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Biologic psoriasis treatment to lower cardiovascular risk?

Presented by
Prof. Joel Gelfand, University of Pennsylvania, USA
AAD 2020
Comparing and weighing the different research results, biologics used for psoriasis have not established the ability to lower cardiovascular (CV) risk [1]. Vigorously screening for CV risk factors seems to be the appropriate management for now.

Can the treatment of psoriasis directly impact the CV risk of patients? This is the question that Prof. Joel Gelfand (University of Pennsylvania, USA) strove to answer in his talk, explaining the different possible methods of research and their results.

Patients with psoriasis have an increased risk of mortality and major CV events (MACE), especially when their psoriasis is moderate to severe. Chronic inflammatory, metabolic irregularities, and CV disease are often present in psoriasis. Prof. Gelfand’s lab followed 8,760 psoriasis patients and 87,600 adults without psoriasis over an average time of >4 years [2]. After adjusting for comorbidities, a psoriasis body surface area (BSA) >10% entailed an increased mortality risk by 1.79 times. It has also been shown that the risk of developing diabetes escalates with higher BSA in psoriasis patients [3]. These findings seem to encourage doctors to choose aggressive treatments just because higher disease severity results in higher rates of mortality or diabetes. Yet, Prof. Gelfand advises to also take into account the potential side effects from treatment in this decision.

In studying CV disease in general, or in psoriasis in particular, researchers may either look at CV biomarkers or, ideally, at CV events, and they can choose between observational studies and RCTs. “In a perfect world we would be looking at RCTs of events,” Prof. Gelfand stated. A trial by Metha ate al. opted for a biomarker approach using 18-FDG PET/CT measurement of aortic vascular inflammation, as this inflammation is predictive of future CV events. The trial assessed treatment with adalimumab, phototherapy, and placebo over 12 weeks [4].

A within-groups comparison to baseline showed significance for phototherapy, but this disappeared when compared with placebo. In a 1-year, open-label extension with crossover to adalimumab, a significant 3.8% reduction of aortic vascular inflammation was revealed compared with baseline [4]. However, that significant change disappeared when comparing the start of adalimumab treatment with the end of the study (P=0.987) [4]. In 2 further RCTs that assessed secukinumab and ustekinumab, only the latter induced improvement in aortic vascular inflammation [5,6].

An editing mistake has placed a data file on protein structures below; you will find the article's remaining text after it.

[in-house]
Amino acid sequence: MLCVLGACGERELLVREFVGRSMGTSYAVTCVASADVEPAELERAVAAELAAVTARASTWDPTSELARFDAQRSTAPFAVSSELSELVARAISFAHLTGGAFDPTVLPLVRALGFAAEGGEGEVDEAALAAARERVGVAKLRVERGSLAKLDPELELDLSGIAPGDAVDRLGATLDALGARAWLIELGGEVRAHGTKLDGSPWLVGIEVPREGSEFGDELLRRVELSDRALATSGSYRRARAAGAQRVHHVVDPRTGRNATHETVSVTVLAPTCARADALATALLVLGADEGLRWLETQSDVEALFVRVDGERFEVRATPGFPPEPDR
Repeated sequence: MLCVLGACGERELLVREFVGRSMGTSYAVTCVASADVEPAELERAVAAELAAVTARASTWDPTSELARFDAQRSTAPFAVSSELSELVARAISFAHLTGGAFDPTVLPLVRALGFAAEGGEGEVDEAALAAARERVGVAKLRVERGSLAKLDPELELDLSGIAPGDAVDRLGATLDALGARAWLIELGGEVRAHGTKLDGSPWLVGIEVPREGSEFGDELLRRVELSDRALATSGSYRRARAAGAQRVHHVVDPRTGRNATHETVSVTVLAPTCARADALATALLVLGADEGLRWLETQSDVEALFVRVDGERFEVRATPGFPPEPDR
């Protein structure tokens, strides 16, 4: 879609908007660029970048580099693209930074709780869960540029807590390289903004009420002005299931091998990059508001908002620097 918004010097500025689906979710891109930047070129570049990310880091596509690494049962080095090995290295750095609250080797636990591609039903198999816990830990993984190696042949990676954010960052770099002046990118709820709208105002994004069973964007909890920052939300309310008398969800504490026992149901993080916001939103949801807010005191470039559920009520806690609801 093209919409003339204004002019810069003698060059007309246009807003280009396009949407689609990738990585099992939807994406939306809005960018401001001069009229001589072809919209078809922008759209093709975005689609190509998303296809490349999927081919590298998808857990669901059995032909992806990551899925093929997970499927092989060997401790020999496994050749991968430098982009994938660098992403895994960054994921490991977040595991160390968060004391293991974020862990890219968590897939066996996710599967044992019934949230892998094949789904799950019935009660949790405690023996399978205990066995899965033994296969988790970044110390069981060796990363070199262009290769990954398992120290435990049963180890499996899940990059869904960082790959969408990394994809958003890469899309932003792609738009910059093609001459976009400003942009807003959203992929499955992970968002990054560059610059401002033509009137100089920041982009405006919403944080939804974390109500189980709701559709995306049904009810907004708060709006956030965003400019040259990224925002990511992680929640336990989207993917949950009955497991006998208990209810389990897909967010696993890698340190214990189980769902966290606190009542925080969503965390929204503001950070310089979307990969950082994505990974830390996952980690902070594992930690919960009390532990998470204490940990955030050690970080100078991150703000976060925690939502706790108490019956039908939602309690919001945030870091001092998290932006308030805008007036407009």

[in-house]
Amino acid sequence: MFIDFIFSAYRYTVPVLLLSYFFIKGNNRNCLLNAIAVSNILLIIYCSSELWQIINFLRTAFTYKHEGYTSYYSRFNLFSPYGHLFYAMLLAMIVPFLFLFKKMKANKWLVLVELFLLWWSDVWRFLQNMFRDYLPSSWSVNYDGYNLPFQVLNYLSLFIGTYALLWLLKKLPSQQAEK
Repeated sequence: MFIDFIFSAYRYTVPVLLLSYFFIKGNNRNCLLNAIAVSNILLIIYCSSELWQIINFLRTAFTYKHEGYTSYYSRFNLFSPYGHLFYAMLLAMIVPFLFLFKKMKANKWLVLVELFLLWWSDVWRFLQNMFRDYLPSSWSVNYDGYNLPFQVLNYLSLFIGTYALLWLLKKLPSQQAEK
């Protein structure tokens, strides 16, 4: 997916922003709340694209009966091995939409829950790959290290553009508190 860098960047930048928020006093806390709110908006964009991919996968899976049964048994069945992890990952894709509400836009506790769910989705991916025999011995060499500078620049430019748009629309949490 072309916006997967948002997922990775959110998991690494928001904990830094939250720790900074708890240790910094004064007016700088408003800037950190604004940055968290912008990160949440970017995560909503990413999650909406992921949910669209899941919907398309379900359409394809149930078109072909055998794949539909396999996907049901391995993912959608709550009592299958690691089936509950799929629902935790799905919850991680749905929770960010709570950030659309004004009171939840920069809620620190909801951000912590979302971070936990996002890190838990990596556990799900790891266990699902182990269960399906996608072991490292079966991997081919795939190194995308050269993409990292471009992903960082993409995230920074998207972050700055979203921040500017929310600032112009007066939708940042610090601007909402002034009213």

A number of observational studies have suggested that TNF blockers could lower the risk for myocardial infarction in both psoriasis and rheumatoid arthritis, but observational data has its limitations. Three RCTs that tested canakinumab, methotrexate, and colchicine with thousands of patients with pre-existing coronary disease revealed a reduction of events with canakinumab (HR 0.85) and colchicine (HR 0.77) but not with methotrexate [7-9]. However, there are also trade-offs to think about when using immunomodulatory therapy to prevent CV disease.

“Where does that leave us?” asked Prof. Gelfand. There are currently no therapies used for psoriasis that have proven to lower CV events in RCTs. Prof. Gelfand advised to follow the latest guidelines and screen patients for risk factors, perhaps more frequently in people with moderate-to-severe psoriasis getting phototherapy or biologics, and to consider using statins earlier in people with more severe psoriasis [10,11].

  1. Gelfand JM. AAD Virtual Meeting Experience, 12-14 June 2020.
  2. Noe MH, et al. J Invest Dermatol. 2018;138:228-230.
  3. Wan MT, et al. J Am Acad Dermatol. 2018;78:315-322.
  4. Mehta NN, et al. Circ Cardiovasc Imaging. 2018;11:e007394.
  5. Gelfand JM, et al. J Invest Dermatol. 2020;140:85-93.
  6. Gelfand JM, et al. J Invest Dermatol. 2020;ppi: S0022-202X(20)30157-3.
  7. Ridker PM, et al. N Engl J Med 2017;377:1119-1131.
  8. Ridker PM, et al. N Engl J Med 2019;380:752-762.
  9. Tardif JC, et al. N Engl J Med. 2019;381:2497-2505.
  10. Grundy SM, et al. Circulation. 2019;139:e1082-e1143

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